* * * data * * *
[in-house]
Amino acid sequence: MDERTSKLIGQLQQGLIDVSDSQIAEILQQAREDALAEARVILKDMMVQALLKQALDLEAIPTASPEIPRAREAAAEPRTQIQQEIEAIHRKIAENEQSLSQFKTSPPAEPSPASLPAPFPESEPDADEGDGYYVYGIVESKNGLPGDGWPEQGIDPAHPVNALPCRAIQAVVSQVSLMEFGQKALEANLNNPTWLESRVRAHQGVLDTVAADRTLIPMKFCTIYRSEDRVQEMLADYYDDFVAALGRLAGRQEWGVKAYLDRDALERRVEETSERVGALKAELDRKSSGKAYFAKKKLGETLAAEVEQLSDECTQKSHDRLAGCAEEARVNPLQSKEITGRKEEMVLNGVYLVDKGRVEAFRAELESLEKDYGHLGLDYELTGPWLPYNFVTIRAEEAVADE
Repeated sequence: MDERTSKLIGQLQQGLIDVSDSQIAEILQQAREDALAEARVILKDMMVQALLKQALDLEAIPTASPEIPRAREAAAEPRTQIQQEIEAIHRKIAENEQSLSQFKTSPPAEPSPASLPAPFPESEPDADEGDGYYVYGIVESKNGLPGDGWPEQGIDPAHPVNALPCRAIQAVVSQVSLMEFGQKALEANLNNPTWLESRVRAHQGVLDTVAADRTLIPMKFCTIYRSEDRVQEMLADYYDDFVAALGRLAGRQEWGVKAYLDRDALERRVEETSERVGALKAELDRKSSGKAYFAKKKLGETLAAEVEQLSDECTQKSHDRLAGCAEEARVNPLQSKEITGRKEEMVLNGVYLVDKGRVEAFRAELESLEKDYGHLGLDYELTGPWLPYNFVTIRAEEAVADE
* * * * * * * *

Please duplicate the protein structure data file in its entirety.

[in-house]
Amino acid sequence: MDERTSKLIGQLQQGLIDVSDSQIAEILQQAREDALAEARVILKDMMVQALLKQALDLEAIPTASPEIPRAREAAAEPRTQIQQEIEAIHRKIAENEQSLSQFKTSPPAEPSPASLPAPFPESEPDADEGDGYYVYGIVESKNGLPGDGWPEQGIDPAHPVNALPCRAIQAVVSQVSLMEFGQKALEANLNNPTWLESRVRAHQGVLDTVAADRTLIPMKFCTIYRSEDRVQEMLADYYDDFVAALGRLAGRQEWGVKAYLDRDALERRVEETSERVGALKAELDRKSSGKAYFAKKKLGETLAAEVEQLSDECTQKSHDRLAGCAEEARVNPLQSKEITGRKEEMVLNGVYLVDKGRVEAFRAELESLEKDYGHLGLDYELTGPWLPYNFVTIRAEEAVADE
Repeated sequence: MDERTSKLIGQLQQGLIDVSDSQIAEILQQAREDALAEARVILKDMMVQALLKQALDLEAIPTASPEIPRAREAAAEPRTQIQQEIEAIHRKIAENEQSLSQFKTSPPAEPSPASLPAPFPESEPDADEGDGYYVYGIVESKNGLPGDGWPEQGIDPAHPVNALPCRAIQAVVSQVSLMEFGQKALEANLNNPTWLESRVRAHQGVLDTVAADRTLIPMKFCTIYRSEDRVQEMLADYYDDFVAALGRLAGRQEWGVKAYLDRDALERRVEETSERVGALKAELDRKSSGKAYFAKKKLGETLAAEVEQLSDECTQKSHDRLAGCAEEARVNPLQSKEITGRKEEMVLNGVYLVDKGRVEAFRAELESLEKDYGHLGLDYELTGPWLPYNFVTIRAEEAVADE